U.S. jets strike North Vietnam - HISTORY
Year
1971

U.S. jets strike North Vietnam

In the sharpest escalation of the war since Operation Rolling Thunder ended in November 1968, U.S. fighter-bombers begin striking at North Vietnamese airfields, missile sites, antiaircraft emplacements, and supply facilities.

These raids continued for five days. They were begun in response to intelligence that predicted a North Vietnamese build up of forces and equipment for a new offensive. At a press conference on December 27, U.S. Defense Secretary Melvin Laird said the increase in bombing was in retaliation for the communist failure to honor agreements made prior to the 1968 bombing halt. As evidence, Laird cited the shelling of Saigon the week before, DMZ violations–including an infiltration route being built through the buffer zone, and attacks on unarmed U.S. reconnaissance planes. Pentagon figures showed that U.S. planes–with as many as 250 aircraft participating in some missions–attacked communist targets over 100 times in 1971, a figure comparable to U.S. air activity in the previous 26 months.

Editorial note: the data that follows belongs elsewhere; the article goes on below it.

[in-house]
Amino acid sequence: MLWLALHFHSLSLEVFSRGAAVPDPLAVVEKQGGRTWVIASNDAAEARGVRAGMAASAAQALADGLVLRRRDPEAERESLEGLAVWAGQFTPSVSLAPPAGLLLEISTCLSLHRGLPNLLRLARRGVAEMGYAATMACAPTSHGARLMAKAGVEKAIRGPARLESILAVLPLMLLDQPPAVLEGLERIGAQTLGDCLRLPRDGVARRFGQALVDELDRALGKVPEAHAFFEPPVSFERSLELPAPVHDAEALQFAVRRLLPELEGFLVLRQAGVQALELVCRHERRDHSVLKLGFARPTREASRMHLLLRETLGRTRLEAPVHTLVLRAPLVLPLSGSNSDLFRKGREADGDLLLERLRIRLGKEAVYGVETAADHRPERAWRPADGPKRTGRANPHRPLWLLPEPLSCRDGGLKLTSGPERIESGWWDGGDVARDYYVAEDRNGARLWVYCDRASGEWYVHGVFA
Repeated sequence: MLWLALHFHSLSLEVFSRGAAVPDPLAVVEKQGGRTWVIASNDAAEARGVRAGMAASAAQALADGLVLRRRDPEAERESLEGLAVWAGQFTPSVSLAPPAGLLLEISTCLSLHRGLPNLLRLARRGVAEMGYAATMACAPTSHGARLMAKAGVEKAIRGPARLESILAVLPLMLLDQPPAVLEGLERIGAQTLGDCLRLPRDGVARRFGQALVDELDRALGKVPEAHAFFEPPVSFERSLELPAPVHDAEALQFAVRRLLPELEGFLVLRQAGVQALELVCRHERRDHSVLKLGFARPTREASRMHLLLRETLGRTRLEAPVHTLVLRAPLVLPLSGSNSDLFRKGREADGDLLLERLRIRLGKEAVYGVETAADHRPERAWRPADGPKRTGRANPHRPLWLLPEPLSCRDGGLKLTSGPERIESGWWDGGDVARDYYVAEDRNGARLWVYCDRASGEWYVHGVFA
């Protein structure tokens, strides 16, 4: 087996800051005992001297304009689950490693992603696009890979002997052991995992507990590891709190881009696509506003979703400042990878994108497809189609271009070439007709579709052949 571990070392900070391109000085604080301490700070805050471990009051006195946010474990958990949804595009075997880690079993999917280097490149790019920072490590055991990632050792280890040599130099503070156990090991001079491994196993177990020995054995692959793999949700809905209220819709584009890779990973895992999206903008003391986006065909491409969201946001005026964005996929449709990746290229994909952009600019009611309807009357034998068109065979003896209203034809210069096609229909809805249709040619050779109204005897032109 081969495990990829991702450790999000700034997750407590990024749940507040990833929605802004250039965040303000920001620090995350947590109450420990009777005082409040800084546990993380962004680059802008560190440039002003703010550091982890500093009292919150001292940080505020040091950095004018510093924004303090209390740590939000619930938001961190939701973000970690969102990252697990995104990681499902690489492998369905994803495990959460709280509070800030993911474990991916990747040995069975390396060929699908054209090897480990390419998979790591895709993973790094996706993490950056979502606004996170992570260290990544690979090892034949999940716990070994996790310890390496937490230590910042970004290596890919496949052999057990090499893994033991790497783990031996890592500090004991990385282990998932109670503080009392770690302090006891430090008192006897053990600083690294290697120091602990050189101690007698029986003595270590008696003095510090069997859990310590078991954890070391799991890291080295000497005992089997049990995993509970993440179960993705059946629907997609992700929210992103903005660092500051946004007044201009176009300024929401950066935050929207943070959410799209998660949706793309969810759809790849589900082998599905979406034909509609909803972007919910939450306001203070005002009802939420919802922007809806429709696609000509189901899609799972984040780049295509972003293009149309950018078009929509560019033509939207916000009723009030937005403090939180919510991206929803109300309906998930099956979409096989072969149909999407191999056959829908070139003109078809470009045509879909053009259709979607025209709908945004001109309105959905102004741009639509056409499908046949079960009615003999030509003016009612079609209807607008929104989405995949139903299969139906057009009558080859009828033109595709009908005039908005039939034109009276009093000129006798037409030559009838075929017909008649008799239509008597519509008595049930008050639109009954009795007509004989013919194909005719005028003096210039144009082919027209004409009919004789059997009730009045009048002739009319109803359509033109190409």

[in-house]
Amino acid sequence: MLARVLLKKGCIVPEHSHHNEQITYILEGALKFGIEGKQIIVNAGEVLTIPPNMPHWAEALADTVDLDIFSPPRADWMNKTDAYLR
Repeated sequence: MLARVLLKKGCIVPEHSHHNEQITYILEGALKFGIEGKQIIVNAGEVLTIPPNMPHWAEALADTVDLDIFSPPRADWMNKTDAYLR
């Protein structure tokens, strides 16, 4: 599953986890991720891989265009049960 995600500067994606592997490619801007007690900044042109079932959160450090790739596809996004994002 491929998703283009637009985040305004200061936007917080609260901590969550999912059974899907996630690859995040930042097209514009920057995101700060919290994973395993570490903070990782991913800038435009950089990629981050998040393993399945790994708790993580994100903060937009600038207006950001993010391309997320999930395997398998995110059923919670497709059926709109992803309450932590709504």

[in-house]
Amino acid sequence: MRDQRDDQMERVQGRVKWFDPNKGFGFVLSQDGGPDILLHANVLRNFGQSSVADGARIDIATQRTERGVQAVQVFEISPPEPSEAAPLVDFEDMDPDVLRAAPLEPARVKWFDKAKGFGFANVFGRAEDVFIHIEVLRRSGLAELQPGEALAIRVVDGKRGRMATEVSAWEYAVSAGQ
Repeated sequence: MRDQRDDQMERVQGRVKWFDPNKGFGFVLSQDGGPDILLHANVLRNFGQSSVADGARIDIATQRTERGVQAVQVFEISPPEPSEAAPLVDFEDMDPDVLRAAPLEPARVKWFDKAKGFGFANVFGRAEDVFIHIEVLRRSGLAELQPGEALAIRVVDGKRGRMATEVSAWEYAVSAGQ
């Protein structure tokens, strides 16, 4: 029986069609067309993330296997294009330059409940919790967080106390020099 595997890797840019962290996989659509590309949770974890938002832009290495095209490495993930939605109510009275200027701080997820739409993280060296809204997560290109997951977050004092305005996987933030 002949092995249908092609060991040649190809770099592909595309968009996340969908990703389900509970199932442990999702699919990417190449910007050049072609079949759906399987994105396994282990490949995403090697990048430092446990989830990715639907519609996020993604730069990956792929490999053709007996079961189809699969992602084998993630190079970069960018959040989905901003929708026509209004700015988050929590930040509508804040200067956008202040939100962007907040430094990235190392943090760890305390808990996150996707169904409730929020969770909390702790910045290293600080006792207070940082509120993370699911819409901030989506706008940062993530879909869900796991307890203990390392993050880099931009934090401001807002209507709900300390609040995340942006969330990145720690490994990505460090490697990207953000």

The intensified bombing spurred new antiwar protests in American. In New York, 15 antiwar veterans barricaded themselves inside the Statue of Liberty and flew the U.S. flag upside down from its crown. They ended their occupation of the monument on December 28, obeying a federal court order. At the same time in Washington, over 80 antiwar veterans were arrested after clashing with police on the steps of the Lincoln Memorial.

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